January 19, 2023

T-Mobile today disclosed a data breach affecting tens of millions of customer accounts, its second major data exposure in as many years. In a filing with federal regulators, T-Mobile said an investigation determined that someone abused its systems to harvest subscriber data tied to approximately 37 million current customer accounts.

Image: customink.com

In a filing today with the U.S. Securities and Exchange Commission, T-Mobile said a “bad actor” abused an application programming interface (API) to hoover up data on roughly 37 million current postpaid and prepaid customer accounts. The data stolen included customer name, billing address, email, phone number, date of birth, T-Mobile account number, as well as information on the number of customer lines and plan features.

APIs are essentially instructions that allow applications to access data and interact with web databases. But left improperly secured, these APIs can be leveraged by malicious actors to mass-harvest information stored in those databases. In October, mobile provider Optus disclosed that hackers abused a poorly secured API to steal data on 10 million customers in Australia.

T-Mobile said it first learned of the incident on Jan. 5, 2023, and that an investigation determined the bad actor started abusing the API beginning around Nov. 25, 2022. The company says it is in the process of notifying affected customers, and that no customer payment card data, passwords, Social Security numbers, driver’s license or other government ID numbers were exposed.

In August 2021, T-Mobile acknowledged that hackers made off with the names, dates of birth, Social Security numbers and driver’s license/ID information on more than 40 million current, former or prospective customers who applied for credit with the company. That breach came to light after a hacker began selling the records on a cybercrime forum.

Last year, T-Mobile agreed to pay $500 million to settle all class action lawsuits stemming from the 2021 breach. The company pledged to spend $150 million of that money toward beefing up its own cybersecurity.

In its filing with the SEC, T-Mobile suggested it was going to take years to fully realize the benefits of those cybersecurity improvements, even as it claimed that protecting customer data remains a top priority.

“As we have previously disclosed, in 2021, we commenced a substantial multi-year investment working with leading external cybersecurity experts to enhance our cybersecurity capabilities and transform our approach to cybersecurity,” the filing reads. “We have made substantial progress to date, and protecting our customers’ data remains a top priority.”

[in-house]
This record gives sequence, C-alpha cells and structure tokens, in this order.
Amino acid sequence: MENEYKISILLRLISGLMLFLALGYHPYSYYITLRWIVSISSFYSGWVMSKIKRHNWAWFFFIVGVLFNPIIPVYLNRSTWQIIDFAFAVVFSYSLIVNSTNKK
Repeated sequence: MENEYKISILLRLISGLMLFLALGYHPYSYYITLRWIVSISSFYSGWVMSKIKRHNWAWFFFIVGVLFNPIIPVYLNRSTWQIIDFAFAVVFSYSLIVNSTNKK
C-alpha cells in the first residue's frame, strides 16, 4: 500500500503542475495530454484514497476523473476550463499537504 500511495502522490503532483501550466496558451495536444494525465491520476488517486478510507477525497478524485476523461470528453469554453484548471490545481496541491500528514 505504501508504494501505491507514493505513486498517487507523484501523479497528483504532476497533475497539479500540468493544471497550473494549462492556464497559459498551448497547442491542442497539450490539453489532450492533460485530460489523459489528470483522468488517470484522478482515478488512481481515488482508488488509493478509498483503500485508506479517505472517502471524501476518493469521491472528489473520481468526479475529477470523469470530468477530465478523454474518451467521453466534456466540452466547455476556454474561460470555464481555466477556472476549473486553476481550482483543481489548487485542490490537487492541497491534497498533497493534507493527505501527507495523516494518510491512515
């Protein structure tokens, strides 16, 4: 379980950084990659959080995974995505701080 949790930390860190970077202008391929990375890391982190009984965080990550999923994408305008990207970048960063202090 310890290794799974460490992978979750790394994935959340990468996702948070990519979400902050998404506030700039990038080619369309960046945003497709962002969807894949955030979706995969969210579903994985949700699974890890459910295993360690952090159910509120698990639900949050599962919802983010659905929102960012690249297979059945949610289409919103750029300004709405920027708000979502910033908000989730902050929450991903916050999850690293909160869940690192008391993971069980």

Despite this being the second major customer data spill in as many years, T-Mobile told the SEC the company does not expect this latest breach to have a material impact on its operations.

While that may seem like a daring thing to say in a data breach disclosure affecting a significant portion of your active customer base, consider that T-Mobile reported revenues of nearly $20 billion in the third quarter of 2022 alone. In that context, a few hundred million dollars every couple of years to make the class action lawyers go away is a drop in the bucket.

The settlement related to the 2021 breach says T-Mobile will make $350 million available to customers who file a claim. But here’s the catch: If you were affected by that 2021 breach and you haven’t filed a claim yet, please know that you have only three more days to do that.

If you were a T-Mobile customer affected by the 2021 incident, it is likely that T-Mobile has already made several efforts to notify you of your eligibility to file a claim, which includes a payout of at least $25, with the possibility of more for those who can document direct costs associated with the breach. OpenClassActions.com says the filing deadline is Jan. 23, 2023.

“If you opt for a cash payment you will receive an estimated $25.00,” the site explains. “If you reside in California, you will receive an estimated $100.00. Out of pocket losses can be reimbursed for up to $25,000.00. The amount that you claim from T-Mobile will be determined by the class action administrator based on how many people file a legitimate and timely claim form.”

There are currently no signs that hackers are selling this latest data haul from T-Mobile, but if the past is any teacher much of it will wind up posted online soon. It is a safe bet that scammers will use some of this information to target T-Mobile users with phishing messages, account takeovers and harassment.

T-Mobile customers should fully expect to see phishers taking advantage of public concern over the breach to impersonate the company — and possibly even send messages that include the recipient’s compromised account details to make the communications look more legitimate.